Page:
On the heels of the fatal shootings of school children in Uvalde, Texas, and the continuation of mass shootings across the country, a large number of people are expected to gather for an interfaith march and music festival on June 12.
“Whether it’s a mass shooting in a Black neighborhood in Buffalo, an attack on Taiwanese churchgoers in Orange County, California, or a massacre of children and their teachers in Uvalde, Texas, it is all the same evil,” said Rev. Daniel Tamm, a deacon at the Episcopal Diocese of Los Angeles and chair of the Interfaith Solidarity Network (ISN).
The organization, Tamm said, embraces the “principals of nonviolence,” and supports racial justice, eco-justice and housing justice.
After a two-year hiatus caused by the pandemic, the event named, “Together Again Rally” will start at 2:15 p.m., at Zelzah Park in Granada Hills, followed by a four-block march from the park to Temple Ahavat Shalom in Porter Ranch where the newly added interfaith music festival will take place at the temple’s outdoor amphitheater at 4 p.m.
Breaking Down Barriers
“This is a way to connect with your community and to get that sense of what we can do together,” said Tiffany Shine, chair of ISN’s Rally Committee and a member of Temple Beth Hillel.
Stephanie Klasky-Gamer, president and CEO of LA Family Housing, and Cal State University Northridge professor Loraine Lundquist, a physicist and climate activist, are scheduled to be the main speakers at the rally.
The San Fernando Valley-based ISN organization is relatively new, described as “born in resistance” in 2017, after the election of former President Donald Trump, and the nation subsequently became more openly polarized with rising hate crimes and a wave of Islamophobia and anti-immigrant public sentiment.
Two friends, Marsha Novak and Soraya Deen — a Jew and a Muslim respectively — started ISN as a nonprofit joined by a diverse mix of religious and social justice groups throughout the valley.
The organization has been vocal in its support of the unhoused and its stance against hate crimes. Following the mass shooting in Buffalo last month, Rev. Tamm reiterated the organization’s stance.
“These were people who were simply picking up a few food items, or serving as workers at the store … We note with disgust that the suspect proclaimed a racist motivation in the shootings in this predominantly Black neighborhood. The evil of murder in the name of white supremacy must be rooted out … we pray that people everywhere stand in solidarity with communities of color under attack,” Tamm said.
The organization notes that racist attacks, including antisemitic incidents, reached an all-time high last year. Flyers in April disseminated in Beverly Hills blamed Jews for Russia’s war in Ukraine.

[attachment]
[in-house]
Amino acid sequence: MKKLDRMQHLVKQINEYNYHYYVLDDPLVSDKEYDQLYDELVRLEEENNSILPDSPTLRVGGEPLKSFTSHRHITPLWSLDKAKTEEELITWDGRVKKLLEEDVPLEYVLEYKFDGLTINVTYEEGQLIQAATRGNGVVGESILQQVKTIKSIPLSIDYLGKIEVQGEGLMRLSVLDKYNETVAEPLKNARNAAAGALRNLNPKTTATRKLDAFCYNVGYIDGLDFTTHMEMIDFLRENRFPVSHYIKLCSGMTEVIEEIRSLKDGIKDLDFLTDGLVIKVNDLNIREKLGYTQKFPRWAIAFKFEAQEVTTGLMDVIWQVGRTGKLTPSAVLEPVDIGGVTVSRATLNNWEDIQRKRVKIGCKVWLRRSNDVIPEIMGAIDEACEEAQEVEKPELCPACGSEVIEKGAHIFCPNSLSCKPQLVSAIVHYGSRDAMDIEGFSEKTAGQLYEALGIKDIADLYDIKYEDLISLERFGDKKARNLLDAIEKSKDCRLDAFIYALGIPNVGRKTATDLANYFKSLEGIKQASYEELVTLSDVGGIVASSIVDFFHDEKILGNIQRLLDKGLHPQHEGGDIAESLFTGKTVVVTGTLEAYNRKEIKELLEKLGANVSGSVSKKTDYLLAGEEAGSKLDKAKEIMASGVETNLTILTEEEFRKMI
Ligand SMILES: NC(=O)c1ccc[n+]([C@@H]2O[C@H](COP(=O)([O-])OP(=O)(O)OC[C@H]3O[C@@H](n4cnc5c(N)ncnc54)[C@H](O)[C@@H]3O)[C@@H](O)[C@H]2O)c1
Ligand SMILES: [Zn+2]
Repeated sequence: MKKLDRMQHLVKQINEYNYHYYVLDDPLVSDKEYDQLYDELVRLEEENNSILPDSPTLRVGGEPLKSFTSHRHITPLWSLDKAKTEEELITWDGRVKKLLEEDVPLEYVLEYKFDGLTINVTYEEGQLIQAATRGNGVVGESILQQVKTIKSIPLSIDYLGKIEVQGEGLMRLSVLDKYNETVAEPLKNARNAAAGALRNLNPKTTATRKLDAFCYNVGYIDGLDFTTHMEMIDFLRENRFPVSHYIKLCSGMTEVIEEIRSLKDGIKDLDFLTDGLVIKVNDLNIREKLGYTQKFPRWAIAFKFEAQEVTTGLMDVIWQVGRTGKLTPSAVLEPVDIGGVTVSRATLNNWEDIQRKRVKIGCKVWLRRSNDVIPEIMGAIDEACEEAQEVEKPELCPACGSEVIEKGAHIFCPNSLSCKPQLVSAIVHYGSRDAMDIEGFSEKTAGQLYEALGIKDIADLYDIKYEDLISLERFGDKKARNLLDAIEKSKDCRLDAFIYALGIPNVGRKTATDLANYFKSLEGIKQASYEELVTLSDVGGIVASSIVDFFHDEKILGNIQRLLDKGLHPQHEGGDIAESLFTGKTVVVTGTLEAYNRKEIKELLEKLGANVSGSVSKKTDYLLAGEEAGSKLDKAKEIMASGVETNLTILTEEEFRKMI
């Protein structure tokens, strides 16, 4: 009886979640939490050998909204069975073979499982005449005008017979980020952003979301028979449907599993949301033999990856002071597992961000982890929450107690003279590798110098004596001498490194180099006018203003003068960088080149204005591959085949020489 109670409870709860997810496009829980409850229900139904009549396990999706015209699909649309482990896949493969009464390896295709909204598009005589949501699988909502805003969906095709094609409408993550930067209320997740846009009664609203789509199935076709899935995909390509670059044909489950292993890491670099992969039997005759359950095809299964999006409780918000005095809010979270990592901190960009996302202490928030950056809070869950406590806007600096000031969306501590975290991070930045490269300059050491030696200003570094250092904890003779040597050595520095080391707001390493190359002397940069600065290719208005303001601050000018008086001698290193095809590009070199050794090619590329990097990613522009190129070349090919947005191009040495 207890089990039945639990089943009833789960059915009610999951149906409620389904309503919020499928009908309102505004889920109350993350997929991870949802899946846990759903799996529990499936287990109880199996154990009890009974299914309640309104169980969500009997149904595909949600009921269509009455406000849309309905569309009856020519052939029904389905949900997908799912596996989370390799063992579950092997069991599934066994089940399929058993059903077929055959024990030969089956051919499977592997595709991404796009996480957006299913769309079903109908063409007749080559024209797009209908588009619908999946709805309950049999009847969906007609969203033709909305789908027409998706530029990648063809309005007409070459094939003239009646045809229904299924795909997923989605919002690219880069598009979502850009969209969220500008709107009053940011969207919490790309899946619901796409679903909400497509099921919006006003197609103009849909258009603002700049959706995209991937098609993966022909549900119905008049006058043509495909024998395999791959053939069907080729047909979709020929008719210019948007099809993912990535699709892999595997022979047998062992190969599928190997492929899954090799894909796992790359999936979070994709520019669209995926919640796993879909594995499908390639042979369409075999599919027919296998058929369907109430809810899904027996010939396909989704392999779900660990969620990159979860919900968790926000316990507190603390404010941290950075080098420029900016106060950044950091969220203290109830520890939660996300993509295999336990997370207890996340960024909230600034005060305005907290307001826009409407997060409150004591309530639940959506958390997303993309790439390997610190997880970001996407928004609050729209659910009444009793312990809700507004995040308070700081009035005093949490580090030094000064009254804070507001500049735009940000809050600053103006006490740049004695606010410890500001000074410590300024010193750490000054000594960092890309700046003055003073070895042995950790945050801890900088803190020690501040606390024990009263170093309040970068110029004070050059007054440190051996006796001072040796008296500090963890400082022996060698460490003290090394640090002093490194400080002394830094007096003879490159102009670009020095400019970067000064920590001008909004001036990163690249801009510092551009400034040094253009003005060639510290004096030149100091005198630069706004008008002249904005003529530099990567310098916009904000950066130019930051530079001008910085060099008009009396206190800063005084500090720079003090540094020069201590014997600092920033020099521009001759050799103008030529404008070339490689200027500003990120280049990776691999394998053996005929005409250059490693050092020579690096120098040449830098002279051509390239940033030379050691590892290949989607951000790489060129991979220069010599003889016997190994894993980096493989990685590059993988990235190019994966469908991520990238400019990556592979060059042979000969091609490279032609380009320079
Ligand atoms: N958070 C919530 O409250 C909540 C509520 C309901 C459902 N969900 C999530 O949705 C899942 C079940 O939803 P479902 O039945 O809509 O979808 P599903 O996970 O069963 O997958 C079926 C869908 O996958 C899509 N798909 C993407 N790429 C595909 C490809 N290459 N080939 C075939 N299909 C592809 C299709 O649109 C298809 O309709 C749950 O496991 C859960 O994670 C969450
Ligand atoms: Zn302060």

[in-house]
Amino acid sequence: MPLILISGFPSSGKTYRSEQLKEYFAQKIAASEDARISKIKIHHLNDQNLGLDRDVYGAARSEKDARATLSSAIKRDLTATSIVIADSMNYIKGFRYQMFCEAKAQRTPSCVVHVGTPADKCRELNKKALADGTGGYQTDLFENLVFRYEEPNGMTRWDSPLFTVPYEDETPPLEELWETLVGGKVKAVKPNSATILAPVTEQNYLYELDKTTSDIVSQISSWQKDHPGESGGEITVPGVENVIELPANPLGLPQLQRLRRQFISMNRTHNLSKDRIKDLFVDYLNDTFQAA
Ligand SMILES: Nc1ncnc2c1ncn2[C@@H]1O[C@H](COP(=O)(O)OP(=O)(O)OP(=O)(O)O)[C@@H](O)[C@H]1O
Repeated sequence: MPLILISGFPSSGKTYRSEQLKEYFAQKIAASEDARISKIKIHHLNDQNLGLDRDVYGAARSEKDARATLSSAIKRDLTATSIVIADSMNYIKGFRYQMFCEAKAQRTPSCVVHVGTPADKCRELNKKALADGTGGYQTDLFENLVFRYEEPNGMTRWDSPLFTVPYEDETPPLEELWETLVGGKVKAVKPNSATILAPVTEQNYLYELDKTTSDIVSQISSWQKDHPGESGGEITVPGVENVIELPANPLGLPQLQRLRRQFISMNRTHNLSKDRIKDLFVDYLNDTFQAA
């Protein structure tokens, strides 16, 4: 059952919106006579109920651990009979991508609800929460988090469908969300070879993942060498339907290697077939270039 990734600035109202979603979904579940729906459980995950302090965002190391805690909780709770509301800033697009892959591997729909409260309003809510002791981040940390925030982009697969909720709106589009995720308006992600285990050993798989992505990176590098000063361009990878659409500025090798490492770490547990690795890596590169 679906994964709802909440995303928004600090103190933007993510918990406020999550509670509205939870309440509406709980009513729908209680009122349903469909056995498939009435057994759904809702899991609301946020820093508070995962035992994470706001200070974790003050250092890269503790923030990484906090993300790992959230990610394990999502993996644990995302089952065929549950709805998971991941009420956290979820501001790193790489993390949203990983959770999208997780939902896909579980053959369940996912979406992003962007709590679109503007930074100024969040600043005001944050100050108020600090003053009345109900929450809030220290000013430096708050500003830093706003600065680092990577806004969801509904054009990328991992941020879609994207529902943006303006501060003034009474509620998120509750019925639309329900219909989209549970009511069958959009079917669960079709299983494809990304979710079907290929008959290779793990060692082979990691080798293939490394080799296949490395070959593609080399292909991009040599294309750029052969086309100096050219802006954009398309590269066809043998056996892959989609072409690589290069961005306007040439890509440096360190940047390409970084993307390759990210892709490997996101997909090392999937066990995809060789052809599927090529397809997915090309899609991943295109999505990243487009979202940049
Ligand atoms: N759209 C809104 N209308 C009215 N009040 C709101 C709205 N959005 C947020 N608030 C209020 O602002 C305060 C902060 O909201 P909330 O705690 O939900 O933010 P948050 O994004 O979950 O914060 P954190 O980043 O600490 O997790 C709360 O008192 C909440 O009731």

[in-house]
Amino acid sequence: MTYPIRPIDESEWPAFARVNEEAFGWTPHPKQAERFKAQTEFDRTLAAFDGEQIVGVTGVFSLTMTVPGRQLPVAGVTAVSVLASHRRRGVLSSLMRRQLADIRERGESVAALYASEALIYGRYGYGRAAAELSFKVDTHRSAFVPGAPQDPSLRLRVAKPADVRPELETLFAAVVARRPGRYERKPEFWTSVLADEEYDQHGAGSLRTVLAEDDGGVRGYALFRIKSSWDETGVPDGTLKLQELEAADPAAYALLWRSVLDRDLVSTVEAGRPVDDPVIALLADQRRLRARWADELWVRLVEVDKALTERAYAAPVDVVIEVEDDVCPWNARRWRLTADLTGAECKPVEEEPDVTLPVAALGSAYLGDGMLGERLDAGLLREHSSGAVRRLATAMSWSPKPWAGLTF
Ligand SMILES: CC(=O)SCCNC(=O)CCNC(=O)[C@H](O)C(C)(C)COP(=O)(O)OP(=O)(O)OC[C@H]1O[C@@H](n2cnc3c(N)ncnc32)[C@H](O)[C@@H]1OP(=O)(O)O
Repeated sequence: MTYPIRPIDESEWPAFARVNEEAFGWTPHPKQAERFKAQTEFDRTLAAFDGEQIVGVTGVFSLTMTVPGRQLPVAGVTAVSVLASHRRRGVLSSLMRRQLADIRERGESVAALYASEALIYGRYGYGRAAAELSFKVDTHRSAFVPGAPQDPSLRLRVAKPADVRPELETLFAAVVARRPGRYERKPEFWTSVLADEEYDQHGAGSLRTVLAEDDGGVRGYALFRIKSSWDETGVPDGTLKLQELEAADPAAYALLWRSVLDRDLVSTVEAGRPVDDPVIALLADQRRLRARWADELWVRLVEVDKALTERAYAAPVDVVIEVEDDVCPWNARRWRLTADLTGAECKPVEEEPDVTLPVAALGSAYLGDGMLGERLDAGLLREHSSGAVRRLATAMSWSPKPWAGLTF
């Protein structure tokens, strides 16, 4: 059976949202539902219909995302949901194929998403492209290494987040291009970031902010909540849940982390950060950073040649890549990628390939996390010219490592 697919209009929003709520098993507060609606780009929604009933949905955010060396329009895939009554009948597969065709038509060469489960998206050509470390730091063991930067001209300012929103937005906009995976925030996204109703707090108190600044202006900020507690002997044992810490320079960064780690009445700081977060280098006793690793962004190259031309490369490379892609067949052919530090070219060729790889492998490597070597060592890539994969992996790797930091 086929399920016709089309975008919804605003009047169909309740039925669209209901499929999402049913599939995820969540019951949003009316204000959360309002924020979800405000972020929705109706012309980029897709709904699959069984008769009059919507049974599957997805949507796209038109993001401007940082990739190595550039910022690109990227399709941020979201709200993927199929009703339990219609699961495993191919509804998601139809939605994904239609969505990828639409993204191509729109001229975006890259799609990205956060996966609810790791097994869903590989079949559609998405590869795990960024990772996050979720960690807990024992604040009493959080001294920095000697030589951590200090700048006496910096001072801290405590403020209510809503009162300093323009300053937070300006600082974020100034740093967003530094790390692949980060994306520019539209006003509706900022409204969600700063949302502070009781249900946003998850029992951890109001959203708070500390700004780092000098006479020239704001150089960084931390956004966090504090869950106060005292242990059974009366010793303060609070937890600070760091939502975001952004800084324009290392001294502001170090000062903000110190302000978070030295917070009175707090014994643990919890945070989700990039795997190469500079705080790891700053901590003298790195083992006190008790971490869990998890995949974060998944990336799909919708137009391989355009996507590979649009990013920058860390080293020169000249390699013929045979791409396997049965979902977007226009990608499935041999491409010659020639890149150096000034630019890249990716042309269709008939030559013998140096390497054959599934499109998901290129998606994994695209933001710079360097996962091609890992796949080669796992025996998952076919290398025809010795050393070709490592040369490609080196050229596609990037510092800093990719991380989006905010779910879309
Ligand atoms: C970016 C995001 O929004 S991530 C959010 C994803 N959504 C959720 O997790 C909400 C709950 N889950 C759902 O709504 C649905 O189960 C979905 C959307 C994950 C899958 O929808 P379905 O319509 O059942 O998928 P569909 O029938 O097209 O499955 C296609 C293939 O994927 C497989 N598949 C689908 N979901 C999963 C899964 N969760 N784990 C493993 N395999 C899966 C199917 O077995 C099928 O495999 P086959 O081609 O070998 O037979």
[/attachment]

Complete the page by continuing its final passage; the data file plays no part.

Music Festival to Reflect Valley’s Diverse Faiths
“The purpose of this event is to bring us together, share our faiths and learn more about each other,” said Rabbi Jim Kaufman, an Interfaith Solidarity Network founding board member and rabbi emeritus of Temple Beth Hillel in North Hollywood.
“The cure for xenophobia is knowledge of the other person. That is what ISN is all about.”
“This is a way to connect with your community and to get that sense of what we can do together,” added Shine.
The festival will feature the music of various religious traditions including from the Sikhs of LA, Bethel Lutheran, Temple Aliyah and Cantor Mike Stein, H.O.P.E.’s House Christian Ministries and St. Paul’s United Methodist Church.
“To be doing music that brings people together and a diverse group of people together is powerful and wonderful, and what we need more of,” said Mylene Marie, music director at Bethel Lutheran Church in Tarzana and chair of ISN’s Interfaith Music Festival.
The Sikhs will be playing the same instruments their prophets played some 500 years ago, including a plucked instrument called the Rabab, said Sarbjit Singh of the Sikhs of Los Angeles.
“Music and poetry is one of the easiest ways to get in tune to the Divine message that is coming through us,” Singh said. “We’re all children of God.”
“It will be a baby Coachella Festival with a little bit of faith and soul,” Shine said.
“We will march against racist hate and gun violence and rally for social justice and transformational change so that all human beings may live in dignity and peace,” said Tamm.
Registration for the 4th Annual Interfaith Solidarity March and the 1st Annual Interfaith Music Festival starts at 1:30 p.m. on Sunday, June 12, at Zelzah Park, 11609 Zelzah Ave., in Granada Hills. The event will end with a 5:30 p.m. dinner provided by the Sikhs of LA at Temple Ahavat Shalom, 18200 Rinaldi Place, in Porter Ranch.